that big change in the 1980's, social mobility has frozen again. we need to recover that momentum in the u.k. that is a big one. building a 24 hour hub airport. agenda itemer one for you is social mobility. boris: no question. one of the reasons brexit took place, or people voted to leave, it was because they felt they were not getting -- people were stuck in entry-level jobs and not progressing. we are not focusing on those issues, we are not helping people enough. they are not being made to feel needed enough.
it is a serious problem. finish, i havewe one question i want to ask you, in your public life, you are in the news a lot, sometimes you see controversy. you are not afraid to take on the hottest issues of the day. tell me the biggest mistake you have made in your public career, and what you have learned from it. boris: my strategy is to litter my career with so many decoy mistakes. [laughter] knows which one to attack. in the course of the last few minutes, i probably said something that the british media will decide is absolutely outrageous. i do not know what it is, but
they will find something. i was proud of a lot of the stuff i did in london. people attacked me for the superhighways. we get a beautiful lane for the bicycles. they get very cross, but i defend it. we saved the lives of cyclists, and it is a beautiful thing to do for the city. i am passionate for cyclists. arthur: they are called boris bikes for a reason. electric vehicles, we started them. the new guy, anyway -- never mind. i will give you one mistake that relates to the news today.
arthur: wrapup on this point. boris: when i became foreign secretary, there was no reason why we should be so hostile to russia. reasons to bes of suspicious, to be wary, to be cautious. possible, it it was made the classic mistake of thinking it was possible to have a reset with russia. putined to engage with to see if we can start talking about things like areas where we needed to engage, and do things together, tactically against terrorism and that sort. then it became clearer and
clearer to me that that was a full darren -- fool's errand. we had this outrageous event in agents, theere two russian gru were involved in the , and thehe murder attempted murder of others. you see what is happening now with these two characters produced in this satirical way on russian tv, asking ludicrous questions, making a mockery of the whole thing. it really makes my blood boil. [applause] for a government that wants to be taken seriously
to behave like that in 2018, we ially have to treat them -- hope that an absolute contempt, it is absolutely appalling. [applause] those two now, for guys on russian tv, they are murderers. they canispute that, sue me in the court. [applause] arthur: you said the biggest mistake you made in your public career is having trusted the russians. boris: i believed i was sufficiently overconfident to think i could reach out and engage and make a difference. they just have not changed. thing, on the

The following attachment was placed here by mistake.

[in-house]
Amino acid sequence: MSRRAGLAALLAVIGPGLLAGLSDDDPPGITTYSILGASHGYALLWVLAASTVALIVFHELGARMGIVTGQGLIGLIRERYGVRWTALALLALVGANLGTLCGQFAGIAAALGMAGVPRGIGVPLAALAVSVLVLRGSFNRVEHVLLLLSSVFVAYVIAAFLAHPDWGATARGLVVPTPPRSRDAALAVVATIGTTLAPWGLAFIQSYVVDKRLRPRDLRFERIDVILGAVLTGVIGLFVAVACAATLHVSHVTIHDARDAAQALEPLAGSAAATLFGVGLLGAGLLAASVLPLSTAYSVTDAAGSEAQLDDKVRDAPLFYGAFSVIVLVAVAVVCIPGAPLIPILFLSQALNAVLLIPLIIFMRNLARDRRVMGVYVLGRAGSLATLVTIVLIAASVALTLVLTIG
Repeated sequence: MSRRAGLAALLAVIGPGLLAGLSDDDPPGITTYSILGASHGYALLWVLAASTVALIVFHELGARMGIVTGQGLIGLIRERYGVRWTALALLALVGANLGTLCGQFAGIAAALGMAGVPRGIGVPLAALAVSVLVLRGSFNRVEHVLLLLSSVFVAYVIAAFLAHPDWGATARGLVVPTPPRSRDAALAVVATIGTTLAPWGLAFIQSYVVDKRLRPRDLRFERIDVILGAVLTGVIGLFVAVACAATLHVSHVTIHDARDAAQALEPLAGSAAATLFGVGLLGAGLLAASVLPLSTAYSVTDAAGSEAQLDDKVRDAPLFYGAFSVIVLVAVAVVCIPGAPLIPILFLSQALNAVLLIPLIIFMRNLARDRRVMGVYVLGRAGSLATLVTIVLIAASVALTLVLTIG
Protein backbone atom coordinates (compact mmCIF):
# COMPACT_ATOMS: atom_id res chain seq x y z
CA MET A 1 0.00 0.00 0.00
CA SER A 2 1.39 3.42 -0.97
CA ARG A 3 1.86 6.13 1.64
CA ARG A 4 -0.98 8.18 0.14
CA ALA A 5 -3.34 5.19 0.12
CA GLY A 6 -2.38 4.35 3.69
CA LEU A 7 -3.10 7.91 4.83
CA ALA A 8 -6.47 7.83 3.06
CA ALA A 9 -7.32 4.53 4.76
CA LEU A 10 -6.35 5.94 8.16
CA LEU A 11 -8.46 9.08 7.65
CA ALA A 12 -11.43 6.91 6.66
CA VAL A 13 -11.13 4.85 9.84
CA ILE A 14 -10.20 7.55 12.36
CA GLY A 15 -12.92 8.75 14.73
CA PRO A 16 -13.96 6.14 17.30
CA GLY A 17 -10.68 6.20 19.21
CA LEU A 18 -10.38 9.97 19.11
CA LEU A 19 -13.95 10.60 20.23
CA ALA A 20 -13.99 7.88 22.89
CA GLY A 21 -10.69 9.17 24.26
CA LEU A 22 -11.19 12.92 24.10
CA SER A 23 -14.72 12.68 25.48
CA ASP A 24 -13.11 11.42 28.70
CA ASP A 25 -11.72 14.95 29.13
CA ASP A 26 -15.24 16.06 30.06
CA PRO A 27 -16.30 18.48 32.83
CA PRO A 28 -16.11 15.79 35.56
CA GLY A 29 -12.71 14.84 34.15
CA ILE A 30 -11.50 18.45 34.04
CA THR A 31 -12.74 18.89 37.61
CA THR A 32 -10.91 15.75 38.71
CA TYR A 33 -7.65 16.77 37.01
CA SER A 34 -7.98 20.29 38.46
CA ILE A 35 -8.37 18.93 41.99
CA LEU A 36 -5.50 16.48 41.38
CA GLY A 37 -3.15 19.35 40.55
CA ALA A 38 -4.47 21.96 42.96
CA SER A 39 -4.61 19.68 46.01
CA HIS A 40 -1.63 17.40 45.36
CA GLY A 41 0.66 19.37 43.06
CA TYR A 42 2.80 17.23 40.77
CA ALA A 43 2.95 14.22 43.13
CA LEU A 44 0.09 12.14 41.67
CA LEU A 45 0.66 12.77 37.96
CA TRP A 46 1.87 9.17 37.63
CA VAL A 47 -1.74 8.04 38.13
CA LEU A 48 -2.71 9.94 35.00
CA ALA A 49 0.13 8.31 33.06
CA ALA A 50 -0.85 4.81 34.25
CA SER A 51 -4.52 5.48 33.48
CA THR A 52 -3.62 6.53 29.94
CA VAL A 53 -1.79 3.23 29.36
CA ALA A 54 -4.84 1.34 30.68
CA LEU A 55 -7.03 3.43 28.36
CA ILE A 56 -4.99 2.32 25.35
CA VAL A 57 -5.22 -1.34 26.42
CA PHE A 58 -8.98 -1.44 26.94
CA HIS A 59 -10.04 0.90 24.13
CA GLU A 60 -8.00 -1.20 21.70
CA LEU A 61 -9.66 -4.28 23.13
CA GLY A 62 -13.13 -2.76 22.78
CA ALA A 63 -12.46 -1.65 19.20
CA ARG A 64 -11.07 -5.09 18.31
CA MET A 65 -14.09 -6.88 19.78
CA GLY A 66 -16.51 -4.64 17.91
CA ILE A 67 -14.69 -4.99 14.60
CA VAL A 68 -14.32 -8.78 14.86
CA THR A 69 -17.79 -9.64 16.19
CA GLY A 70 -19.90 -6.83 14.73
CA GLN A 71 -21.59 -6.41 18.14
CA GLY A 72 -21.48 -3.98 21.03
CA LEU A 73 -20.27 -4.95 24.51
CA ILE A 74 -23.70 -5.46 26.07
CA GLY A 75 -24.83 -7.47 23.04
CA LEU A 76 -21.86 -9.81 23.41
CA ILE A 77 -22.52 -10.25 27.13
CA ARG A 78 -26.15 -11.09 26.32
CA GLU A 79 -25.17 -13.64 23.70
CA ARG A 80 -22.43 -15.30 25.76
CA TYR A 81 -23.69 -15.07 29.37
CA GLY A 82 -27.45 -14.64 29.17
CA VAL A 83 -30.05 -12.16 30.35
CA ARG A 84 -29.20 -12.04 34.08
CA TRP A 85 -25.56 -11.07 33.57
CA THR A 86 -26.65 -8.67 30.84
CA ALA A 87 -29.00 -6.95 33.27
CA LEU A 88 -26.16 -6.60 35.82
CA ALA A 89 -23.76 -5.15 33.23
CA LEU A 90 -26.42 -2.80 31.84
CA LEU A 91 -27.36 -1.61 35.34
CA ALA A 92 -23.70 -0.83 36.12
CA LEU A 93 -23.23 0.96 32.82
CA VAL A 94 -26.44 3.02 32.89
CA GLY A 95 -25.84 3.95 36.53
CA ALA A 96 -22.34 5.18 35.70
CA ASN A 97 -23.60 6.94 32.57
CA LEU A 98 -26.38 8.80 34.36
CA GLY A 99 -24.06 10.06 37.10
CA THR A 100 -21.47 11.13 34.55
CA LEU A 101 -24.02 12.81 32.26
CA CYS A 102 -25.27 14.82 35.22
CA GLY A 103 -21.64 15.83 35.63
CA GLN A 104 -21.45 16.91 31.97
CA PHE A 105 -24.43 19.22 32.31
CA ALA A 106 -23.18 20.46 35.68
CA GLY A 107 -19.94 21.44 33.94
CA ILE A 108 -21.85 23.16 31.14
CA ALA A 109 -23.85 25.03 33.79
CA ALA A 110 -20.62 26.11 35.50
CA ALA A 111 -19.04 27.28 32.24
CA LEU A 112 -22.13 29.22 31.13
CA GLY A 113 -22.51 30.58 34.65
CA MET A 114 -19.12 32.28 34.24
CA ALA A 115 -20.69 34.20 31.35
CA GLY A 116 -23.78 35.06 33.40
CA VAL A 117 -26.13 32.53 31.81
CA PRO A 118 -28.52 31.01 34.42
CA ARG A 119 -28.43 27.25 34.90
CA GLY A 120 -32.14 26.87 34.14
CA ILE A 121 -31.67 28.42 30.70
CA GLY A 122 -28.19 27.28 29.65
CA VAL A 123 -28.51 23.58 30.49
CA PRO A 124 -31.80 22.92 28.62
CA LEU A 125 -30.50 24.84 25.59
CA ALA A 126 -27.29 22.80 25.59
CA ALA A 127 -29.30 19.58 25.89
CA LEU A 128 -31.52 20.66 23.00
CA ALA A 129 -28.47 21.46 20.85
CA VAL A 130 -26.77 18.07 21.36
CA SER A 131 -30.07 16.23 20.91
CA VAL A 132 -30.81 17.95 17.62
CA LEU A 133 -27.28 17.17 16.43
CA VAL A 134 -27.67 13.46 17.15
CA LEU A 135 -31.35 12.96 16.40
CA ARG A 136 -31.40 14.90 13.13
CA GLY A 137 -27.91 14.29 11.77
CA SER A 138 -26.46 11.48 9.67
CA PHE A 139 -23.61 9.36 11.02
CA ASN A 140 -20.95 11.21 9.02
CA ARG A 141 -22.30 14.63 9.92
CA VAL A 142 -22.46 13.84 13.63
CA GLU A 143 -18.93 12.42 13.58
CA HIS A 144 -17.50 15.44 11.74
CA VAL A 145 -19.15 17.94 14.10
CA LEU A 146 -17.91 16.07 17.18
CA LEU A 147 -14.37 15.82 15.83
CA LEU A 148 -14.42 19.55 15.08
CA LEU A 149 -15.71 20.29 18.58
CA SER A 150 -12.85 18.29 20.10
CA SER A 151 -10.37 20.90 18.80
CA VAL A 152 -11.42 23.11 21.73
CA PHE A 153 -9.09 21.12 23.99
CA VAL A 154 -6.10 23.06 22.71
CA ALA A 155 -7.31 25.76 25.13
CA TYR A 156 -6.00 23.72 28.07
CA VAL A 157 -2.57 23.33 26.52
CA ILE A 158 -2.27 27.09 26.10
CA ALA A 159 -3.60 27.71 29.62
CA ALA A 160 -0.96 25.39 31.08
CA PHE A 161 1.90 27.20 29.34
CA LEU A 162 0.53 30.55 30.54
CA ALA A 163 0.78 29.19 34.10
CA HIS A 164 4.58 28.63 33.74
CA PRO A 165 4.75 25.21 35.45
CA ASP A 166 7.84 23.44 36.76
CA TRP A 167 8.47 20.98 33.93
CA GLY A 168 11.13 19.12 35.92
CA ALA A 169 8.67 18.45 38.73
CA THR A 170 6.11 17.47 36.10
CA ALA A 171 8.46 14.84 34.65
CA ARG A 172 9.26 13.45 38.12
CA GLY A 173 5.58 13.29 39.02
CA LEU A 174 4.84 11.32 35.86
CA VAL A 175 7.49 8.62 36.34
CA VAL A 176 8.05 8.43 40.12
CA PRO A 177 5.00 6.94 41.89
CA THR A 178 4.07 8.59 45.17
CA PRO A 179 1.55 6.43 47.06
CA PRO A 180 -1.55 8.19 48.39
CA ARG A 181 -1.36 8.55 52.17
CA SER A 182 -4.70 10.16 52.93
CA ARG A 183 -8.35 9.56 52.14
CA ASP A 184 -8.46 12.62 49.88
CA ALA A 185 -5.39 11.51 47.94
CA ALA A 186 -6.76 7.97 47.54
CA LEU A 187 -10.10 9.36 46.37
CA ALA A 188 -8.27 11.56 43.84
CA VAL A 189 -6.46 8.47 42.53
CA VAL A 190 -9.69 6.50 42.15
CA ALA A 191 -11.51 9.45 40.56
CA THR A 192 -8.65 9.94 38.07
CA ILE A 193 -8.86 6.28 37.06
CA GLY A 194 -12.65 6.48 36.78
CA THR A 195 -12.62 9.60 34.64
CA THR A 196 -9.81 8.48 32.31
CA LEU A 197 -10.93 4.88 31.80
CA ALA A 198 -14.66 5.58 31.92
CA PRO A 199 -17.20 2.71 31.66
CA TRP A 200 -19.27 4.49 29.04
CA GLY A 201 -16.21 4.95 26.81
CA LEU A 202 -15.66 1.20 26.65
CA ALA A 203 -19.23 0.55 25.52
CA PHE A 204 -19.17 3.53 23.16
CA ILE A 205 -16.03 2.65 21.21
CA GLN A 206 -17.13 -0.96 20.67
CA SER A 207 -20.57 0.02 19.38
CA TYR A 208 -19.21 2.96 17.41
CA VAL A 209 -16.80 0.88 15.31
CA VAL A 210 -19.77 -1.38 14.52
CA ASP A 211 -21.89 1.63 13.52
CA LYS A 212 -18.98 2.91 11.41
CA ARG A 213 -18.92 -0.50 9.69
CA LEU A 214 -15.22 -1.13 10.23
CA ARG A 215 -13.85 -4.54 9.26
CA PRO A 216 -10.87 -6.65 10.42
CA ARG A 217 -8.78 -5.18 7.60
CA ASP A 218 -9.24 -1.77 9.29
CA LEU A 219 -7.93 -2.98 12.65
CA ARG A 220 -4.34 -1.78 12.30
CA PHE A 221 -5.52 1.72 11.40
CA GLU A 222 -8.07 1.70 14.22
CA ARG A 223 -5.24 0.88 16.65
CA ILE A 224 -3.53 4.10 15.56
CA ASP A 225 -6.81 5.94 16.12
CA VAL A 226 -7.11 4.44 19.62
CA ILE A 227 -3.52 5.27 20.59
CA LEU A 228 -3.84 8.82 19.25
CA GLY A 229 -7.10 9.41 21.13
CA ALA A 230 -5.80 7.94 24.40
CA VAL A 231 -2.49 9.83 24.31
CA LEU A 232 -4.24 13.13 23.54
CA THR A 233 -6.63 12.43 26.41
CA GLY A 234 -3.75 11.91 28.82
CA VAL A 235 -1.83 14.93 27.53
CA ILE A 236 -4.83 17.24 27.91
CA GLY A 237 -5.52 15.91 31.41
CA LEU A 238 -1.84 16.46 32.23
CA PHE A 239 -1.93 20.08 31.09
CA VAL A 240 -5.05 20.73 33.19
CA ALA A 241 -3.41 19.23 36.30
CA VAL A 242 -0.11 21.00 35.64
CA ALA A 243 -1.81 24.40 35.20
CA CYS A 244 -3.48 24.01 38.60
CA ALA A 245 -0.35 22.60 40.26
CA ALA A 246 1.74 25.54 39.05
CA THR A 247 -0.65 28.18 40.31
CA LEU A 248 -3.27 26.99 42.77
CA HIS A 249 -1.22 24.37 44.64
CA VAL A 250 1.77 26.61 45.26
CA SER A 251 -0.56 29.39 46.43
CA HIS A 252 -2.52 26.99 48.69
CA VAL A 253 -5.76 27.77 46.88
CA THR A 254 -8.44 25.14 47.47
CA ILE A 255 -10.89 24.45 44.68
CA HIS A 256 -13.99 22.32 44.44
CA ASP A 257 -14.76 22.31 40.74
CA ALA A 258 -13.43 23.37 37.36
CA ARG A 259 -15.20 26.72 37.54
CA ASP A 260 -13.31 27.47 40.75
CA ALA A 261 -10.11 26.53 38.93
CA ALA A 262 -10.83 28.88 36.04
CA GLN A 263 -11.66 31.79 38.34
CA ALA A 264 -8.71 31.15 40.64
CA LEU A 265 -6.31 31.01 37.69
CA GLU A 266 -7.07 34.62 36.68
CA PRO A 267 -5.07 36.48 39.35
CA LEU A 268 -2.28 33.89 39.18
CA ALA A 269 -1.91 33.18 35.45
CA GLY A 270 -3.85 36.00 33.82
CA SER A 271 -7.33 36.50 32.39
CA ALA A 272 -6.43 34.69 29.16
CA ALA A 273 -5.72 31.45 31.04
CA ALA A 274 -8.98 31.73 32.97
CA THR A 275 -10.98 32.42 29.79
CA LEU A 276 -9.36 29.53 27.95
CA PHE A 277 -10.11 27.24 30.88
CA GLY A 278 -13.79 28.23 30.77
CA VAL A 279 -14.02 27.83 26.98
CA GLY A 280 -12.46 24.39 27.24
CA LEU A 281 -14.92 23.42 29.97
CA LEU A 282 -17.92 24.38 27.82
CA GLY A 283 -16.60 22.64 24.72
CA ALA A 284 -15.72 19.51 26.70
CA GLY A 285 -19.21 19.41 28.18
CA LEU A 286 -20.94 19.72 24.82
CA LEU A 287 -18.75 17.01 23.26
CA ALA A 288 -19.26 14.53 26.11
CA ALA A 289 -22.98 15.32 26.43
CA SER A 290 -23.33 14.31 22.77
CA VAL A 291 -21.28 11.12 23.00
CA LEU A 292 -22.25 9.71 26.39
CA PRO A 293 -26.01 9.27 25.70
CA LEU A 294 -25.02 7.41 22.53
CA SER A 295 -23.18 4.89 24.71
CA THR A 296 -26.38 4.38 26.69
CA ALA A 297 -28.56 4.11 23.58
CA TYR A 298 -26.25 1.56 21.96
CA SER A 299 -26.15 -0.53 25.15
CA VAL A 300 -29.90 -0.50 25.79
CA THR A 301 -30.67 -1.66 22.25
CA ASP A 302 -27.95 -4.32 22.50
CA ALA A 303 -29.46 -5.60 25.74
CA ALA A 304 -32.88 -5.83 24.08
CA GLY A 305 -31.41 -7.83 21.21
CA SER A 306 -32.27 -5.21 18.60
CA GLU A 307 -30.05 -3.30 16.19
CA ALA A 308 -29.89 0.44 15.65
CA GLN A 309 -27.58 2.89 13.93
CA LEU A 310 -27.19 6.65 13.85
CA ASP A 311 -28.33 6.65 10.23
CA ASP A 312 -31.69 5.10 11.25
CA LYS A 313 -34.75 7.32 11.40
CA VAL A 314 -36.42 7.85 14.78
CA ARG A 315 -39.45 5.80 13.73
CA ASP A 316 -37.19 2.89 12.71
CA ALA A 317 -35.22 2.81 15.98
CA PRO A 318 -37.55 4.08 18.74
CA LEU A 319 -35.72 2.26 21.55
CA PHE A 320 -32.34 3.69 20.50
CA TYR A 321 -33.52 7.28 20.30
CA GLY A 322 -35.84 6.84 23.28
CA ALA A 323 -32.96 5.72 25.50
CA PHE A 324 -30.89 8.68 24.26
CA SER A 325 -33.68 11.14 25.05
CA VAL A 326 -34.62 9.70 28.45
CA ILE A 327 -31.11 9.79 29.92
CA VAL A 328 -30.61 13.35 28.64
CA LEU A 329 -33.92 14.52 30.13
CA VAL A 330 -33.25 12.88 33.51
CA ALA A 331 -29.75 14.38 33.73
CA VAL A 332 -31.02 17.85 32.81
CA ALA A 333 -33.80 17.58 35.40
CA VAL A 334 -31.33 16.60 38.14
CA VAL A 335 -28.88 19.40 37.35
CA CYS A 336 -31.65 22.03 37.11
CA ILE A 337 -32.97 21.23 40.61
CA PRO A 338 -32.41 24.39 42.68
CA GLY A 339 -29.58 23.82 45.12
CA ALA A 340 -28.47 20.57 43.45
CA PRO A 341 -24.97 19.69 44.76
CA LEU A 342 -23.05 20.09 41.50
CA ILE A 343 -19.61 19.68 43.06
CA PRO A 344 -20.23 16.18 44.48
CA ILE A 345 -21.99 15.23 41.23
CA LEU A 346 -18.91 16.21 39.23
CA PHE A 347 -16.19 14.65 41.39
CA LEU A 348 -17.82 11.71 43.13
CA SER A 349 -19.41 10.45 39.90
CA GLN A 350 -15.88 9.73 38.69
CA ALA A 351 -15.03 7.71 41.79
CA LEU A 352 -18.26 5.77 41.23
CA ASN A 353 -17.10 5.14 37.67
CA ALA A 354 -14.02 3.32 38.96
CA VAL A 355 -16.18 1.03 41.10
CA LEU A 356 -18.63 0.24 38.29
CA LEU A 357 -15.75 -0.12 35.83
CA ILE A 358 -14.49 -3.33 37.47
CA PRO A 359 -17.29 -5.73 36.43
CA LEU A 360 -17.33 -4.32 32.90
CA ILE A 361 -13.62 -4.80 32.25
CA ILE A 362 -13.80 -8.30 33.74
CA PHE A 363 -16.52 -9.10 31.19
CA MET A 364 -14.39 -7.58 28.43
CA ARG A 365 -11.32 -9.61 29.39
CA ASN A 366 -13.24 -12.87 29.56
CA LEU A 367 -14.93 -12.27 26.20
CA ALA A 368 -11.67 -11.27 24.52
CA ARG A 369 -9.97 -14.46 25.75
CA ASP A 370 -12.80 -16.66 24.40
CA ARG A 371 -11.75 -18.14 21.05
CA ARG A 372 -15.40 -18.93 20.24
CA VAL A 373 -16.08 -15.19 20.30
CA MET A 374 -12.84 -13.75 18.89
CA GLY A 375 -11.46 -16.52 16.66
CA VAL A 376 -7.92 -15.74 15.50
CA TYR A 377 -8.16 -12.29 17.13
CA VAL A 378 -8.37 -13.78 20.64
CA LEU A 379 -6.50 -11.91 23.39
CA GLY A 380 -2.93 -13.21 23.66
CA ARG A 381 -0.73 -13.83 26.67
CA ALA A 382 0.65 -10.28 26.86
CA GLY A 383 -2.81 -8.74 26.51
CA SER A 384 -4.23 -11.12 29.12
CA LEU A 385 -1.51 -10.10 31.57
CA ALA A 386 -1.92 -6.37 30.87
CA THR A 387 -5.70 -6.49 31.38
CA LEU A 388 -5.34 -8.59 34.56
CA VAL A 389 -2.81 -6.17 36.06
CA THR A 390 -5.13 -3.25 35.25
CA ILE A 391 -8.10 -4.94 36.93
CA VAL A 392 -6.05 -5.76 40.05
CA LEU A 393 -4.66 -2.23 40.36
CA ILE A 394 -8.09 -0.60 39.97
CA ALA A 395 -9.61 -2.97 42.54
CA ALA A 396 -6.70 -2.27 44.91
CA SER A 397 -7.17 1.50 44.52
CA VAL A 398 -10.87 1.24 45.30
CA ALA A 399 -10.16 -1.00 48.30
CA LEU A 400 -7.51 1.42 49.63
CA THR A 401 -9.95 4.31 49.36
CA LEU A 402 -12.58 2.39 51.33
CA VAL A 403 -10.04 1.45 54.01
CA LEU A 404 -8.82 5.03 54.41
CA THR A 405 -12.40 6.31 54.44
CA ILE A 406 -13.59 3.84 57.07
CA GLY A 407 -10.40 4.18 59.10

relationship with the u.s. and the u.k., what is so fantastic is that after the use of the poison in salisbury, 28 countries came together and expelled the biggest number of russian spies electively that we have ever seen. [applause] i have to pay tribute to the ,nited states, because you guys i do not know how universally yoular it was, but by gum, came through with the goods, you expelled 60 russian spies. on behalf of the british people we are really grateful for the solidarity you showed. thank you very much. [applause] if that was a special relationship, i will take it. arthur: we will take it all day
long. we are at the end of our time. on the behalf of my colleagues and friends, and personally, i want to express my admiration for a lot of things you have done, but particularly the public attitude you have for all the people in your society, all andpeople who need mobility are on the periphery, who might suffer from despair, but can hear the words and understand an opportunity in society can and be should available to every person in your country. that is the inspiration behind our institutions, the opportunity should be open to everyone. please join me in thanking boris johnson. boris: thank you. [applause] thank you very much. [applause]
viceis weekend, former president joe biden speaks to the human rights campaign at its annual dinner in washington, d.c. he has advocated for lgbt writes. -- lgbt rights. we will have live coverage here on c-span today. >> what does it mean to be american? that is this year's student cam question, and we are asking students to answer it right producing a documentary. defines theit american experience. we are awarding $100,000 in total cash prizes, including a grand prizef